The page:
Worship Tech Roundup

Worship Tech Roundup

As usual, this week I’ve come across a ton of great posts about the technical aspects of worship ministry. I didn’t have time to put each one into its own post, but I wanted to share them with you.

So here’s a collection of tech-related worship posts. Remember, these are just excerpts, but I strongly encourage you to click through and read each post in its entirety.

Tom D’Angelo ponders the downside of our tech being miniaturized and consolidated:

We’ve come a long way and most of us are pretty happy with the technological advancements and progress we’ve been able to see. But there is a dark side to the advances in A/V/L manufacturing, miniaturization and the commoditization of technology. Do you know what it is?

Let’s use the example of a video switcher…

Grant Norsworthy explains how to solve some of the issues with drum volume:

In today’s video — the first in a series of videos — Grant speaks with drummer/percussionist Jonathan Truman about some alternative approaches drummers and band leaders can take to solve the problem of drums that are too loud. We may not be able to instantly “gift” our volunteer Church drummer with the necessary skills and musicality to control their volume today. But there are highly effective, simple steps that can be taken to alleviate the volume problem.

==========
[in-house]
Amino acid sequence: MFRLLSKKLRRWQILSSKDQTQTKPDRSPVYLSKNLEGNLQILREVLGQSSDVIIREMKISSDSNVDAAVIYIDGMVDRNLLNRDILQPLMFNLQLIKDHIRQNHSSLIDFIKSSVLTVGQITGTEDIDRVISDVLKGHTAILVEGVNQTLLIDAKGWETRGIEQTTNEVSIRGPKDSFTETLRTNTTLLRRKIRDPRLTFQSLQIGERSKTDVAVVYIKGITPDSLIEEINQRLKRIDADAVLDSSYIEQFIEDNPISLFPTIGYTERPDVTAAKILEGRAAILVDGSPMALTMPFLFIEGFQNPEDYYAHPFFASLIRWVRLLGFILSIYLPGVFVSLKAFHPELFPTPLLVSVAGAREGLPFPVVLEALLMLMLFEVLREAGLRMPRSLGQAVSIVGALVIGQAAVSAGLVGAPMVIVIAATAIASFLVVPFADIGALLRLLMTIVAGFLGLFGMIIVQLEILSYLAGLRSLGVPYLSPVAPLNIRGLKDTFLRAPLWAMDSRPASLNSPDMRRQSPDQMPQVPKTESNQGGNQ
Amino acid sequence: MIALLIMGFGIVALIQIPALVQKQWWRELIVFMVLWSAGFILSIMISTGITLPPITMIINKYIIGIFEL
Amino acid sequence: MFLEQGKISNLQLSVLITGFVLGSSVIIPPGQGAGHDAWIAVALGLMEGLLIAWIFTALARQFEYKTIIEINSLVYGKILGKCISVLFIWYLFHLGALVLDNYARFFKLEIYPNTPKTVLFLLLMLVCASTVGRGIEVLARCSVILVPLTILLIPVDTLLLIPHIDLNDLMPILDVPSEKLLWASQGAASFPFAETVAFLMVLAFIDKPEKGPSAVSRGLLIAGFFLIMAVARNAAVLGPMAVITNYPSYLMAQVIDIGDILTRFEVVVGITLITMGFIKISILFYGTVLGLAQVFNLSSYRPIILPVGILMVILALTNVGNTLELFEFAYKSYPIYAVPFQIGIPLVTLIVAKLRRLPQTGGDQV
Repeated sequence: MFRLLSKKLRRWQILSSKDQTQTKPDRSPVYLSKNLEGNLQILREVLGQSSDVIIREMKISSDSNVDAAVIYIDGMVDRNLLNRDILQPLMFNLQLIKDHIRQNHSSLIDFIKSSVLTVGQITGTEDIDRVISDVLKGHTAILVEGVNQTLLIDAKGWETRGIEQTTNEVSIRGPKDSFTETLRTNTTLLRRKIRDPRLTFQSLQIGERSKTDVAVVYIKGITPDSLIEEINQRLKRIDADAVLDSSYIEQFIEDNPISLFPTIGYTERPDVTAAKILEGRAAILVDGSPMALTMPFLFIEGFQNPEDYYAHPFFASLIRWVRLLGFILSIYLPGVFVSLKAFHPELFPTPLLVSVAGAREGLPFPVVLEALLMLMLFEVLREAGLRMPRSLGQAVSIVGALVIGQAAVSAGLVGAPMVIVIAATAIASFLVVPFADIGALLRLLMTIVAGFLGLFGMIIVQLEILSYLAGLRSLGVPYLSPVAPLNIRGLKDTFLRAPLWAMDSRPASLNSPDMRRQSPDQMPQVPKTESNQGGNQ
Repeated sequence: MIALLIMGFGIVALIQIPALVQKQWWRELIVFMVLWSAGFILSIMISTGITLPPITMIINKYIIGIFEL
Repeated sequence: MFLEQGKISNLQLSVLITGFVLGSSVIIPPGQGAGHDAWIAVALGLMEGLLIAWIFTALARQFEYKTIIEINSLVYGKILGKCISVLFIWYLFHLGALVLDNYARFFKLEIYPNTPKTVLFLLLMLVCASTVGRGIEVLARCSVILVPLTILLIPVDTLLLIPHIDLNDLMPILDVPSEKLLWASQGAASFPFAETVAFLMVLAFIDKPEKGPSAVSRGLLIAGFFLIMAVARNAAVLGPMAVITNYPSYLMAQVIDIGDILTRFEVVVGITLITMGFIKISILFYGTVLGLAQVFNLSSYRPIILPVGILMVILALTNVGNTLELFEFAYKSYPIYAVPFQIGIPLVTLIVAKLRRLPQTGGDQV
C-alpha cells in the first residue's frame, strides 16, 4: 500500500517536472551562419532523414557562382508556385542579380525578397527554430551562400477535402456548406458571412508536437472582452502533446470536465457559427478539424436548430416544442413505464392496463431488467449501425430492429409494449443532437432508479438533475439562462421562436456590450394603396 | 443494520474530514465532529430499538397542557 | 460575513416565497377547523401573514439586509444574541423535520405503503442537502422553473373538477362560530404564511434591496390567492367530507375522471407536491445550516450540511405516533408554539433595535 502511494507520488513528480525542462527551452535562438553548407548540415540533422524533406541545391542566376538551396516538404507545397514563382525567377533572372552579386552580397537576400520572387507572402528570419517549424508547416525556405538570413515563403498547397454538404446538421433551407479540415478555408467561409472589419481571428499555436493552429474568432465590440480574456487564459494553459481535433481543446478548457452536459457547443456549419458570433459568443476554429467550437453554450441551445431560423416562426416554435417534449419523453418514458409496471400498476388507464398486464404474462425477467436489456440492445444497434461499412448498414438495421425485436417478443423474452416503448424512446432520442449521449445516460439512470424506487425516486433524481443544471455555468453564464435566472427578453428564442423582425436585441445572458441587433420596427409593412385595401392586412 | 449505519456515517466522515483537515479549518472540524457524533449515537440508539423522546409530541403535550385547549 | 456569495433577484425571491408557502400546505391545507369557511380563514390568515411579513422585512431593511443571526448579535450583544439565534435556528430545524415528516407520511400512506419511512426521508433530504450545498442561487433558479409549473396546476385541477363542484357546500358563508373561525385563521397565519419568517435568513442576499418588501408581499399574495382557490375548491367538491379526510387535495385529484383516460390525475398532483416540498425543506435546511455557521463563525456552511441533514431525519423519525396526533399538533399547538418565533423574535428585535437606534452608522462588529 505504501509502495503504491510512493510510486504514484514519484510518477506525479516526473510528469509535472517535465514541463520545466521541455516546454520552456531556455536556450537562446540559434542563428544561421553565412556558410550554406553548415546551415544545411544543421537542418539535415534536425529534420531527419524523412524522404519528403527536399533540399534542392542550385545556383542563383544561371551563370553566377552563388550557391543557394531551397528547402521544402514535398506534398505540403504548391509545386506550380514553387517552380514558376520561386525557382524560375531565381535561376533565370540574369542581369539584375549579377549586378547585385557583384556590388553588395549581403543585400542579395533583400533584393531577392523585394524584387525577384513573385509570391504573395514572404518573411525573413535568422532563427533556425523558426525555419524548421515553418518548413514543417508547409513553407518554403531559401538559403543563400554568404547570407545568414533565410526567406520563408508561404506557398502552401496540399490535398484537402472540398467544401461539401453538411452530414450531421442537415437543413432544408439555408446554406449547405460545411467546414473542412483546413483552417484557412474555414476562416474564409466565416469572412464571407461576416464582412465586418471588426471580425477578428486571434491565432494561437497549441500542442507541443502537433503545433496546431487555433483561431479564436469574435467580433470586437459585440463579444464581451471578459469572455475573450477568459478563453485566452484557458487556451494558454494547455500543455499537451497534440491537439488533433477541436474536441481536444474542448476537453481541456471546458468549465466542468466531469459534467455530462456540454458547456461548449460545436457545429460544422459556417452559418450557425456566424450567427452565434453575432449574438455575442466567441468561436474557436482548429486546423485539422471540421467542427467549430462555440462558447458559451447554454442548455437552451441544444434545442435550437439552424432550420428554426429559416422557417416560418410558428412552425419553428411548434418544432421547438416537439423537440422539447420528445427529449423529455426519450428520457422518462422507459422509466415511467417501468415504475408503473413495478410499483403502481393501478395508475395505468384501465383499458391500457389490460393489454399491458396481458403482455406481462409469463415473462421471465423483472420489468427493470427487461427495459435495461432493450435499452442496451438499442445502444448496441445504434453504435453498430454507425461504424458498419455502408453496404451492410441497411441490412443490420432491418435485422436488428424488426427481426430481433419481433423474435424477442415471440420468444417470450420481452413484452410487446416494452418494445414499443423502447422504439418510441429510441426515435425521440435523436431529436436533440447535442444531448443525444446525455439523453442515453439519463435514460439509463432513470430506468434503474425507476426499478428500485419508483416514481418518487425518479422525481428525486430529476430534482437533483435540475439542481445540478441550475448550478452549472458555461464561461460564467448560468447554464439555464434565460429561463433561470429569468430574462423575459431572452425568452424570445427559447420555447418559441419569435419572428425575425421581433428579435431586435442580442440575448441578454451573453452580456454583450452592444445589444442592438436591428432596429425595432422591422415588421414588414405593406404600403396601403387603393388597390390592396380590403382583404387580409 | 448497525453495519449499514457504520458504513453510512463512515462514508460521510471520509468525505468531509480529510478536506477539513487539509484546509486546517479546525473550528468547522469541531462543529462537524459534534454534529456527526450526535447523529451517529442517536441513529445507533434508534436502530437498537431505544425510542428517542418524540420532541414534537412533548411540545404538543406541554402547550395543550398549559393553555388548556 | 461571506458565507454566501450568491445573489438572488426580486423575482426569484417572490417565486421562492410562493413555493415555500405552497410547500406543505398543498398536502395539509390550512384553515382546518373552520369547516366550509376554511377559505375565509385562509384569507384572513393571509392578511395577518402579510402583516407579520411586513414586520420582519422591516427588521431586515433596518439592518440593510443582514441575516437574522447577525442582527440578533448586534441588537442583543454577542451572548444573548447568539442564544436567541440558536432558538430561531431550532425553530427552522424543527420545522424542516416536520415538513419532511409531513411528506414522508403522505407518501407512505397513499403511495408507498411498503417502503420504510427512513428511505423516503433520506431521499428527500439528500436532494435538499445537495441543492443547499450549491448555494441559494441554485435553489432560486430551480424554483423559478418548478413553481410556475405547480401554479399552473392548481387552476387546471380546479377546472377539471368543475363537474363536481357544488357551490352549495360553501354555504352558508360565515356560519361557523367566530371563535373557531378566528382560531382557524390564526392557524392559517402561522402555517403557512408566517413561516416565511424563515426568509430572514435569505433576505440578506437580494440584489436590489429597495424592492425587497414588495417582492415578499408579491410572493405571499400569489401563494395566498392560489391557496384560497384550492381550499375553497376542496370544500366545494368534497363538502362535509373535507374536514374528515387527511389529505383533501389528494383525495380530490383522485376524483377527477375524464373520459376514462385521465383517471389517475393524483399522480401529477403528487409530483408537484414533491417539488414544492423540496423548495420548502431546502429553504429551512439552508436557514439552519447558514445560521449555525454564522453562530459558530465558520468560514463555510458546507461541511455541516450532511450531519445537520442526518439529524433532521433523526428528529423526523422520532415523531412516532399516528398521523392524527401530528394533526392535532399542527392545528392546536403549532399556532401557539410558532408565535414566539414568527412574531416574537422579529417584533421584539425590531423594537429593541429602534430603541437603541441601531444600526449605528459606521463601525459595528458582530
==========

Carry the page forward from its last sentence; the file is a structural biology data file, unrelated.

James Wasem shares some great ways to get better at running sound:

I hate to break it to you like this, but if you want to get better at mixing sound then you’ll need to do more than just show up at mid-week worship rehearsal, shadow the lead mix engineer on Sunday, and “think about running sound.”

Fortunately, there are some great resources to help you get started (if you’re an audio rookie), and tools to help you continue your education (even if you’re a live sound veteran).

Calvin Roy reflects on the right attitude and motivations for church techs:

Nothing is quite as rewarding as putting in hours upon hours of volunteer time, getting the lighting cues programmed and then reprogrammed, dialing in the house mix, getting monitor mixes right, and then getting them right again all to have it noticed by sometimes no one, right? I joke but there’s an old saying that as a sound engineer (or any tech), you know you’ve done your job if no one complains. Now, while I understand where this is coming from, it seems a little demeaning to our craft doesn’t it? But it does beg us to ask the question, Why do we do what we do?

Chris Vacher is giving away an ebook about the best apps for worship leaders:

I’ve compiled my new Best Apps for Worship Leaders: 2016 Edition with updates, additions and some removals of apps that either aren’t available or have been surpassed by other, better apps.

Once again I’m making this available totally free a downloadable ebook. It’s available below through the signup box and will arrive right away in your inbox…

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